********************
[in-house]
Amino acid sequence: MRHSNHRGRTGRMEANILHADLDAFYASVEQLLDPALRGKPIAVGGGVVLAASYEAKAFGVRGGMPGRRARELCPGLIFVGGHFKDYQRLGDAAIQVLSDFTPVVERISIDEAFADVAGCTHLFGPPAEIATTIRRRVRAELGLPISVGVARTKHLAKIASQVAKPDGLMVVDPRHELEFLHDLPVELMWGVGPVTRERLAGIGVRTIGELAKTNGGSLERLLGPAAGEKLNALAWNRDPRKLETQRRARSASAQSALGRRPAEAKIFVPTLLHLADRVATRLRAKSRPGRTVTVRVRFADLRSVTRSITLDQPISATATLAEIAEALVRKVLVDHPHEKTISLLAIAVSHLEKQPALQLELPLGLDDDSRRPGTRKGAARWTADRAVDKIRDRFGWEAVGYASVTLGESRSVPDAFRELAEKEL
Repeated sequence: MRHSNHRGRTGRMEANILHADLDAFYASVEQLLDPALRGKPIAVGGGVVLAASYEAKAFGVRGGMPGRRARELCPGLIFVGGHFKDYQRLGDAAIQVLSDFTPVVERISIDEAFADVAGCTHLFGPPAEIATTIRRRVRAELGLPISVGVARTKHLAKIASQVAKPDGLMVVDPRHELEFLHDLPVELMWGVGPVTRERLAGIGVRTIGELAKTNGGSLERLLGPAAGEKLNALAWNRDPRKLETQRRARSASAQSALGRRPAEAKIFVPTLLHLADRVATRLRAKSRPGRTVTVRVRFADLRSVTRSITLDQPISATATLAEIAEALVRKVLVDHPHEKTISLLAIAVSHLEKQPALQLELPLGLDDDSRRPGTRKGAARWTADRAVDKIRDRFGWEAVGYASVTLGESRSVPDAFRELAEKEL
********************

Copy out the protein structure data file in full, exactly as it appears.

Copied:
[in-house]
Amino acid sequence: MRHSNHRGRTGRMEANILHADLDAFYASVEQLLDPALRGKPIAVGGGVVLAASYEAKAFGVRGGMPGRRARELCPGLIFVGGHFKDYQRLGDAAIQVLSDFTPVVERISIDEAFADVAGCTHLFGPPAEIATTIRRRVRAELGLPISVGVARTKHLAKIASQVAKPDGLMVVDPRHELEFLHDLPVELMWGVGPVTRERLAGIGVRTIGELAKTNGGSLERLLGPAAGEKLNALAWNRDPRKLETQRRARSASAQSALGRRPAEAKIFVPTLLHLADRVATRLRAKSRPGRTVTVRVRFADLRSVTRSITLDQPISATATLAEIAEALVRKVLVDHPHEKTISLLAIAVSHLEKQPALQLELPLGLDDDSRRPGTRKGAARWTADRAVDKIRDRFGWEAVGYASVTLGESRSVPDAFRELAEKEL
Repeated sequence: MRHSNHRGRTGRMEANILHADLDAFYASVEQLLDPALRGKPIAVGGGVVLAASYEAKAFGVRGGMPGRRARELCPGLIFVGGHFKDYQRLGDAAIQVLSDFTPVVERISIDEAFADVAGCTHLFGPPAEIATTIRRRVRAELGLPISVGVARTKHLAKIASQVAKPDGLMVVDPRHELEFLHDLPVELMWGVGPVTRERLAGIGVRTIGELAKTNGGSLERLLGPAAGEKLNALAWNRDPRKLETQRRARSASAQSALGRRPAEAKIFVPTLLHLADRVATRLRAKSRPGRTVTVRVRFADLRSVTRSITLDQPISATATLAEIAEALVRKVLVDHPHEKTISLLAIAVSHLEKQPALQLELPLGLDDDSRRPGTRKGAARWTADRAVDKIRDRFGWEAVGYASVTLGESRSVPDAFRELAEKEL